What is software composition analysis? (With benefits)

By Indeed Editorial Team

Published 11 November 2022

The Indeed Editorial Team comprises a diverse and talented team of writers, researchers and subject matter experts equipped with Indeed's data and insights to deliver useful tips to help guide your career journey.

Software composition analysis, sometimes abbreviated to SCA, is a way to automate visibility in open-source software to help with risk management, security improvements and licence compliance. Open-source software has grown in popularity across multiple industries, so the need to track open-source components has also grown to help protect organisations from potential vulnerabilities. Most newly created software now includes some form of open-source component, and automation makes scanning the source code much easier. In this article, we discuss what software composition analysis is, how it helps organisations, why it's important and what its benefits are.

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What is software composition analysis?

Software composition analysis is a process that promotes strong risk management for organisations that use open-source software. Using SCA allows security teams and application developers to do the following:

  • Create a precise bill of materials for applications: A bill of materials breaks down the various components found in an application, outlining things like the version of the components and their licences. It's useful for security teams and developers as it lets them understand what components exist in applications and highlights potential security or licensing risks.

  • Observe and monitor all open-source tools: Open-source software and licence management tools help organisations observe and monitor any open-source material in the source code, subcomponents and dependencies for an application. This is useful because organisations use lots of open-source software, such as third-party suppliers and open-source communities.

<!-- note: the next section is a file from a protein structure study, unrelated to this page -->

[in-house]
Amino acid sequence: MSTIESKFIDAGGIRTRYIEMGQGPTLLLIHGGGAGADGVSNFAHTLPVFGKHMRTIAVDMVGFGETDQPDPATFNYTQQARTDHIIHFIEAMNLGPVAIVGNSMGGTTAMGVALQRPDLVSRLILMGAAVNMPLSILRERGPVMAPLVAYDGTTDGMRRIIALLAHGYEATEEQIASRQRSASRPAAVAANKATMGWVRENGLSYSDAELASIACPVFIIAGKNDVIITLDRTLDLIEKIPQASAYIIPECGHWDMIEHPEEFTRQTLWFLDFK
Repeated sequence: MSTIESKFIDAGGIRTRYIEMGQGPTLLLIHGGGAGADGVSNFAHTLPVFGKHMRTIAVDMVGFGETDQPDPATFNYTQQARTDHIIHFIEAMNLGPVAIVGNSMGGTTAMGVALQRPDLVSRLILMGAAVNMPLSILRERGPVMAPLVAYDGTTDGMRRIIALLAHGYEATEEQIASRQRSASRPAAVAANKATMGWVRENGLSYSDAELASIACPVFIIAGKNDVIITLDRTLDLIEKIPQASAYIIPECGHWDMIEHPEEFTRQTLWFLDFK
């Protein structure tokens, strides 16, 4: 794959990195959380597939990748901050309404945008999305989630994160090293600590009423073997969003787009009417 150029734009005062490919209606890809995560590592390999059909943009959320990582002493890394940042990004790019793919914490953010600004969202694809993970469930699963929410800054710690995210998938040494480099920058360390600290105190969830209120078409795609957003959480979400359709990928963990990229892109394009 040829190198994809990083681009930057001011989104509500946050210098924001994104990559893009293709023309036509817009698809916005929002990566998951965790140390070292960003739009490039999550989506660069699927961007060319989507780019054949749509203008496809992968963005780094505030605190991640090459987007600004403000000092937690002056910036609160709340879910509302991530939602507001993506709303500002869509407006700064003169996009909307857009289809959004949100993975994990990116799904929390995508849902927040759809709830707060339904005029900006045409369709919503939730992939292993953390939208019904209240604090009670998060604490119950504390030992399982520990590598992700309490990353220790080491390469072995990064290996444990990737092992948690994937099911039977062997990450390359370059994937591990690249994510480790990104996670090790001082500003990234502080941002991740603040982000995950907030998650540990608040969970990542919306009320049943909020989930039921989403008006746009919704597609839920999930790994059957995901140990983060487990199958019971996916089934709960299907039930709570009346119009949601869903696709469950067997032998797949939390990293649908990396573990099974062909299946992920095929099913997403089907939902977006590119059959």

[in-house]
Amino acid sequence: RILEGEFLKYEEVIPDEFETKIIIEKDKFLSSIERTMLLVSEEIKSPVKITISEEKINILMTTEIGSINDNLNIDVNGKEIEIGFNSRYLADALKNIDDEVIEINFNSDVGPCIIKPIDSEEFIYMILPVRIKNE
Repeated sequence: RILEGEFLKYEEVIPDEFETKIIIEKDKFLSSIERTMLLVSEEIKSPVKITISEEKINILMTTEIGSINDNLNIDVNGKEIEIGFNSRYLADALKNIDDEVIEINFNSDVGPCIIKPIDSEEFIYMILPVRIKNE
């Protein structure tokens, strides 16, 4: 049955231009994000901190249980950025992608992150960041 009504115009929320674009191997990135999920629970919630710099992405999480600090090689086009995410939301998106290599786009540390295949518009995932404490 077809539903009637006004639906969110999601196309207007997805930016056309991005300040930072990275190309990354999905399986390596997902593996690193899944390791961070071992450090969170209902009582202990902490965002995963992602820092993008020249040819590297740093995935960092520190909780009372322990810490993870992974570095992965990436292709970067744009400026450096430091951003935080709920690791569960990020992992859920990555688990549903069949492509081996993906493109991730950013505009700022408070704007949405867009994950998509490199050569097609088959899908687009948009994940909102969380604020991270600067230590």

• Establish policies: Open-source licence compliance is increasingly important for organisations, especially for those in development and senior leadership roles. SCA outlines the importance of policy setting to help with licence compliance and potential security risks while providing training and knowledge for the organisation.

  • Set up constant monitoring: To ensure increased productivity for an organisation, SCA helps monitor any security risks or vulnerabilities. This lets users set up alerts for any newly found vulnerabilities across all versions of the organisation's digital products.

  • Integrate source code scanning into build environments: SCA allows for open-source security integration and licensing scanning for DevOps environments. This allows for the scanning of all code to find dependencies at the build environment level.

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How does SCA help organisations?

SCA tools are becoming more popular for organisations that use software, as they ensure application security. It's a useful way of establishing an environment that focuses on discovering open-source software via code scanning, which helps detect vulnerabilities or licensing issues before they become too embedded in the infrastructure, which leads to hefty remediation costs. Moreover, automated scans help detect and fix issues without too much investment. There are a few key areas where SCA helps serve business plans, including:

  • Providing a faster, safer way to bring products to market: Around half of all coding found in applications is open source. When coupled with the idea that organisations benefit by getting their product to market first, open-source coding is pivotal for speeding up development.

  • Initiating faster, more effective innovation: Opting for open-source software saves money, makes projects more flexible and offers several freedoms that proprietary software can't offer. This means that organisations are more innovative and in control of their products and decisions, but it requires SCA to do all of this in a compliant and licenced way.

  • Mitigating unknown business risks: Most organisations are unaware of how much open-source code they use, so SCA helps to provide this information. By bringing in the right automation tools to find and remediate issues with open-source security or licensing, organisations are less exposed to these risks.

It's clear that open-source software helps organisations create new applications by offering cost savings, flexibility and overall ease of use, but this comes with certain legal obligations and security risks. By using SCA as part of a security plan, organisations are more likely to safely use open-source coding while ensuring the applications are safe for users.

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Why is SCA important?